College of Education - Professional Development Schools
What are Professional Development Schools?
Professional Development Schools (PDS) are innovative institutions formed through partnerships between colleges of schools of education and P-12 schools. Their mission is professional preparation of teacher candidates, faculty development, inquiry directed at the improvement of practice, and enhanced student learning (NCATE: Standards for Professional Development Schools). These schools are more than sites for field placements for teacher candidates. A PDS is an environment in which university students, faculty liaisons, classroom teachers, and students in the schools can engage in long-term, on-going research-based initiatives that benefit all members in the learning community. In 2008, the National Association for Professional Development Schools (NAPDS), identified the essential working components of effective PDSs.
The nine required essentials of a PDS:
- A comprehensive mission that is broader in its outreach and scope than the mission of any partner and that furthers the education profession and its responsibility to advance equity within schools and, by potential extension, the broader community;
- A school–university culture committed to the preparation of future educators that embraces their active engagement in the school community;
- Ongoing and reciprocal professional development for all participants guided by need;
- A shared commitment to innovative and reflective practice by all participants;
- Engagement in and public sharing of the results of deliberate investigations of practice by respective participants;
- An articulation agreement developed by the respective participants delineating the roles and responsibilities of all involved;
- A structure that allows all participants a forum for ongoing governance, reflection, and collaboration;
- Work by college/university faculty and P–12 faculty in formal roles across institutional settings; and
- Dedicated and shared resources and formal rewards and recognition structures (www.napds.org).
At Rowan, these nine essentials represent practical goals toward which our work as PDSs should be directed.
Why do Professional Development Schools Matter?
Rowan engages in PDS partnerships to reflect our commitment to nurturing and sustaining close connections between P-12 schools and higher education. Our partnerships focus on four cornerstones of teacher preparation and ongoing professional development:
- Pre-service: Varied forms of initial teacher preparation, such as clinical practice, field placements, and on-site coursework;
- In-service: Multiple opportunities for teachers to engage in continuing professional development by working with university faculty members;
- Student Learning: Efforts to increase all students’ learning;
- Research: Research into teaching and learning for the purpose of improving both (National Council for the Accreditation of Teacher Education, 2001).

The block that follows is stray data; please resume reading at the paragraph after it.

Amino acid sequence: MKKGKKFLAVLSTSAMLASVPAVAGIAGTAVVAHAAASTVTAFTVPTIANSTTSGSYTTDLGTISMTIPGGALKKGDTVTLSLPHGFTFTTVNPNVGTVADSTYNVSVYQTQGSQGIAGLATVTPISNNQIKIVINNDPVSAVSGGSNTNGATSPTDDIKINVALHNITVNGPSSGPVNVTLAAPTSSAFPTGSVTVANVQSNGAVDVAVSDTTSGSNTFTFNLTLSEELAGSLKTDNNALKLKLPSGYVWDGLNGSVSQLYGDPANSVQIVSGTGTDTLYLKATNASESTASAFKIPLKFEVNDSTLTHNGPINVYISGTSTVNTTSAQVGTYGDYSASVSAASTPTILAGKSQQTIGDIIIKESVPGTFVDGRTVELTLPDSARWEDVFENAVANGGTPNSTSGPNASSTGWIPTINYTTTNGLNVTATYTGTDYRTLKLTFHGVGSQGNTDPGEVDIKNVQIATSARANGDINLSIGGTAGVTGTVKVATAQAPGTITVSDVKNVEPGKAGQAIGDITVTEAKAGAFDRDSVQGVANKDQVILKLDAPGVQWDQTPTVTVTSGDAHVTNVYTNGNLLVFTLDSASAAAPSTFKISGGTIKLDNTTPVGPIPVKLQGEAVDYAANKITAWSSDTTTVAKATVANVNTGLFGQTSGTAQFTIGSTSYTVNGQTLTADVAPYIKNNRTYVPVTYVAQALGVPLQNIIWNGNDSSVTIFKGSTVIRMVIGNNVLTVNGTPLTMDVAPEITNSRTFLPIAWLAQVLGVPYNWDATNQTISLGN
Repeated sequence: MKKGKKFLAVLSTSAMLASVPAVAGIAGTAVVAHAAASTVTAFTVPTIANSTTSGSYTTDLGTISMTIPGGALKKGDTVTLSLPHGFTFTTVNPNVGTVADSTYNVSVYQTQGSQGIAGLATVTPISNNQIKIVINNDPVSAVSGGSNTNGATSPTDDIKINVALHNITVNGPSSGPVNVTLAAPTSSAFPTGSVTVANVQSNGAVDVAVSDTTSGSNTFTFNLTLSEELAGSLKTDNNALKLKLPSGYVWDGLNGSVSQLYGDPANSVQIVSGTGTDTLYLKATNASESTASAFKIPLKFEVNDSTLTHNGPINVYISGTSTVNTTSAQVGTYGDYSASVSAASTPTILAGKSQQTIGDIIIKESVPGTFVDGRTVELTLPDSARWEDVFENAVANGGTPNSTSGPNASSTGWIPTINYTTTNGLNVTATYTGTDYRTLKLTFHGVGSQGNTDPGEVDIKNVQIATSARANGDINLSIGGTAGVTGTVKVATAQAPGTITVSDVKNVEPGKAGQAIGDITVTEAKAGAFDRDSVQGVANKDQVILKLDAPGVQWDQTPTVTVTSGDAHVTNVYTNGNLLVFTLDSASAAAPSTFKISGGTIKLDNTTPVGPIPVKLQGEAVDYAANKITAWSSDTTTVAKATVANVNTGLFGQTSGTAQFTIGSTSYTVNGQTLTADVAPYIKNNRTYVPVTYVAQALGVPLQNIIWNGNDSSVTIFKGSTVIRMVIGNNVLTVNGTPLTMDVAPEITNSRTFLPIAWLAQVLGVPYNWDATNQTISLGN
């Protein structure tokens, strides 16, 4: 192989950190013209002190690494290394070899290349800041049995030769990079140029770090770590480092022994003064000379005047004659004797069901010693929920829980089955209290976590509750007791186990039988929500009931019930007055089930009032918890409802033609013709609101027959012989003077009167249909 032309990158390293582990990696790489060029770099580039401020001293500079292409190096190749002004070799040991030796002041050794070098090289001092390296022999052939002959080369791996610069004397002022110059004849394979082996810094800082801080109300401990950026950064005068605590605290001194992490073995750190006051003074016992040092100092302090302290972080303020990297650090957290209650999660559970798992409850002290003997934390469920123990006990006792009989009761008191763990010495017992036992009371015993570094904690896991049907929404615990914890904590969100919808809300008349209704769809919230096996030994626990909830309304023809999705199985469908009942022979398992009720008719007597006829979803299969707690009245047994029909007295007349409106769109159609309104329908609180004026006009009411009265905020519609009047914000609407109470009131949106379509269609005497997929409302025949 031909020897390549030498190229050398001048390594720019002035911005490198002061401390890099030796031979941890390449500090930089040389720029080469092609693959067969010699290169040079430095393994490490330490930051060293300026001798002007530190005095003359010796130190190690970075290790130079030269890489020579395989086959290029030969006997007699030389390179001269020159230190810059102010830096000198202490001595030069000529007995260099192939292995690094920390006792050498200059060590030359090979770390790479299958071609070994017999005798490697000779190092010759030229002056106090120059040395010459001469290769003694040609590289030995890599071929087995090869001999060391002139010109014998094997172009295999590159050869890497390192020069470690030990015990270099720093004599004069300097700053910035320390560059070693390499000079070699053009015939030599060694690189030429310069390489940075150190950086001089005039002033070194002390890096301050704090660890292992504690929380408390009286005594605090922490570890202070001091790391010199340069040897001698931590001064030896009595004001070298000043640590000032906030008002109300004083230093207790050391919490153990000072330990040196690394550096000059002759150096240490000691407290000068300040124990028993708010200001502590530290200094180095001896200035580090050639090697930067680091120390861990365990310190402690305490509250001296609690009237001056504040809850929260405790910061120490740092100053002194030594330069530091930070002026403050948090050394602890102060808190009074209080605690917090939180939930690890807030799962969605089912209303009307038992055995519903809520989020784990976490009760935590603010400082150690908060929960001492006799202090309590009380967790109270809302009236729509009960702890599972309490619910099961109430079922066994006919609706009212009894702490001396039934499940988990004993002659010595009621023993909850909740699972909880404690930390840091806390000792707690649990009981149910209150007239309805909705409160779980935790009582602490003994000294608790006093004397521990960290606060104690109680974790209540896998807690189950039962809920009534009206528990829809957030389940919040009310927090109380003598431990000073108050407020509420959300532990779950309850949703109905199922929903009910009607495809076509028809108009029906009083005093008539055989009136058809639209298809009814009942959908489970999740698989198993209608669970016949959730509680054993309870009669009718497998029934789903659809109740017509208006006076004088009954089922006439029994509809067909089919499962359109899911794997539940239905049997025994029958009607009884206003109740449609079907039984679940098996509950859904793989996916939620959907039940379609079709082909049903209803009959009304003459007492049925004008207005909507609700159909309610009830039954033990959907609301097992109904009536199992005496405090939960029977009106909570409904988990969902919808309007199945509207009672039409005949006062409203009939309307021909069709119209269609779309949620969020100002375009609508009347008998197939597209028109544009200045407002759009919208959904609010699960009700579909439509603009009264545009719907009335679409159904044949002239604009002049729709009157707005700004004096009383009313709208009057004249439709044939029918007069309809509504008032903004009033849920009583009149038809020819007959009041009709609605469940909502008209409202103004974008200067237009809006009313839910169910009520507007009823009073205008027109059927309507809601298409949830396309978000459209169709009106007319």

What is the History of PDS at Rowan?
Doctors Marion Rilling and Carol Sharp are responsible for bringing Professional Development Schools to Rowan University. They visited PDS sites that were partnered with Michigan State University in the early 1990s and wanted to implement the program at Rowan. The College of Education began the first PDS partnerships in 1991 at Cooper’s Poynt Family School in Camden, NJ with extensive involvement from Dean Sharp. From 1991 to 2001, additional schools were added to the Rowan PDS Network.
The College of Education was invited by the Holmes Partnership to submit an application for membership when the organization learned of the College’s PDS work. The Holmes Partnership is a national organization of more than 80 universities, schools, community agencies and national professional organizations working in partnership to create high quality professional development and significant school renewal to improve teaching and learning for all children. The College of Education was accepted for membership in 2002, which validates work accomplished by the College in the PDSs as nationally recognized for excellence. PDS partnerships promote scholarship through local and national presentations and publications by Rowan faculty and PDS partners. The Rowan Professional Development School network currently includes five PDSs in Cumberland and Gloucester counties in New Jersey.
- 1999 - present Holly Glen Elementary, Monroe Township School District, Williamstown, NJ
- 2000 - present Johnstone Elementary, Vineland Public Schools, Vineland, NJ
- 2010 - present West Avenue School, Bridgeton, NJ
- 2012 – present Cherry Avenue School, Bridgeton, NJ
- 2012 – present Quarter Mile Lane School, Bridgeton, NJ
The PDS model at Rowan currently involves three South Jersey school districts and offers aspiring elementary and secondary school teachers’ practical learning experiences in real classroom settings.